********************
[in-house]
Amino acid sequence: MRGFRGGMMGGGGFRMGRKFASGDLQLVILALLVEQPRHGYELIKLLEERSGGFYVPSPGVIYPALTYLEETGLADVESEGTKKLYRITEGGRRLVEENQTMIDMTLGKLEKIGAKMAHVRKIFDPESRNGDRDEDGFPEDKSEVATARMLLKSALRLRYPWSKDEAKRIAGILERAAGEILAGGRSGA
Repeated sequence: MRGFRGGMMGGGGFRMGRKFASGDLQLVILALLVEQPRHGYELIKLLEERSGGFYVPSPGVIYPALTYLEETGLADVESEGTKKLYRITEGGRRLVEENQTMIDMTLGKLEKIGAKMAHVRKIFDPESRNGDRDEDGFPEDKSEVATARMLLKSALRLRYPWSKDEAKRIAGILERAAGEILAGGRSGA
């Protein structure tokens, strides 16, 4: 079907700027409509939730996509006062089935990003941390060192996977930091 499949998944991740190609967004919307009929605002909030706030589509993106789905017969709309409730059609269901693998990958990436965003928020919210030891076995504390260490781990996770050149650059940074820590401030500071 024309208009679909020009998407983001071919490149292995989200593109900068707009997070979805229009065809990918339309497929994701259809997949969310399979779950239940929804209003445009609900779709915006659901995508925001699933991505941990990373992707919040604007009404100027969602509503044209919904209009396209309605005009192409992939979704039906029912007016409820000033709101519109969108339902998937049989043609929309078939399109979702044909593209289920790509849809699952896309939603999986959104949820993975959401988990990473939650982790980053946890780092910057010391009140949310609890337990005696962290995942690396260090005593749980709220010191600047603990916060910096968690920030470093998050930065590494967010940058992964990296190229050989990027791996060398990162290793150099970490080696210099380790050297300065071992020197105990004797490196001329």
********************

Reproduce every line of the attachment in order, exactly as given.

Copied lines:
[in-house]
Amino acid sequence: MRGFRGGMMGGGGFRMGRKFASGDLQLVILALLVEQPRHGYELIKLLEERSGGFYVPSPGVIYPALTYLEETGLADVESEGTKKLYRITEGGRRLVEENQTMIDMTLGKLEKIGAKMAHVRKIFDPESRNGDRDEDGFPEDKSEVATARMLLKSALRLRYPWSKDEAKRIAGILERAAGEILAGGRSGA
Repeated sequence: MRGFRGGMMGGGGFRMGRKFASGDLQLVILALLVEQPRHGYELIKLLEERSGGFYVPSPGVIYPALTYLEETGLADVESEGTKKLYRITEGGRRLVEENQTMIDMTLGKLEKIGAKMAHVRKIFDPESRNGDRDEDGFPEDKSEVATARMLLKSALRLRYPWSKDEAKRIAGILERAAGEILAGGRSGA
């Protein structure tokens, strides 16, 4: 079907700027409509939730996509006062089935990003941390060192996977930091 499949998944991740190609967004919307009929605002909030706030589509993106789905017969709309409730059609269901693998990958990436965003928020919210030891076995504390260490781990996770050149650059940074820590401030500071 024309208009679909020009998407983001071919490149292995989200593109900068707009997070979805229009065809990918339309497929994701259809997949969310399979779950239940929804209003445009609900779709915006659901995508925001699933991505941990990373992707919040604007009404100027969602509503044209919904209009396209309605005009192409992939979704039906029912007016409820000033709101519109969108339902998937049989043609929309078939399109979702044909593209289920790509849809699952896309939603999986959104949820993975959401988990990473939650982790980053946890780092910057010391009140949310609890337990005696962290995942690396260090005593749980709220010191600047603990916060910096968690920030470093998050930065590494967010940058992964990296190229050989990027791996060398990162290793150099970490080696210099380790050297300065071992020197105990004797490196001329």